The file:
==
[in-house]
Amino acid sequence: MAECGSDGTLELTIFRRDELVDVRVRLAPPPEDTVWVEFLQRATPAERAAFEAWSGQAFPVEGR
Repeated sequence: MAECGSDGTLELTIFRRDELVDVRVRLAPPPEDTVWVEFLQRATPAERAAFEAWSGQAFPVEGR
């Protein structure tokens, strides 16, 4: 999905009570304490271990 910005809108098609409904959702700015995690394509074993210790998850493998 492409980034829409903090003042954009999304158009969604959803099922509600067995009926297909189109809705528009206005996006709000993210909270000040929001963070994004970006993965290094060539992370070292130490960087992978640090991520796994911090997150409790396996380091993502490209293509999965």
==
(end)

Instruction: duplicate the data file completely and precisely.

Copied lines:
[in-house]
Amino acid sequence: MAECGSDGTLELTIFRRDELVDVRVRLAPPPEDTVWVEFLQRATPAERAAFEAWSGQAFPVEGR
Repeated sequence: MAECGSDGTLELTIFRRDELVDVRVRLAPPPEDTVWVEFLQRATPAERAAFEAWSGQAFPVEGR
């Protein structure tokens, strides 16, 4: 999905009570304490271990 910005809108098609409904959702700015995690394509074993210790998850493998 492409980034829409903090003042954009999304158009969604959803099922509600067995009926297909189109809705528009206005996006709000993210909270000040929001963070994004970006993965290094060539992370070292130490960087992978640090991520796994911090997150409790396996380091993502490209293509999965």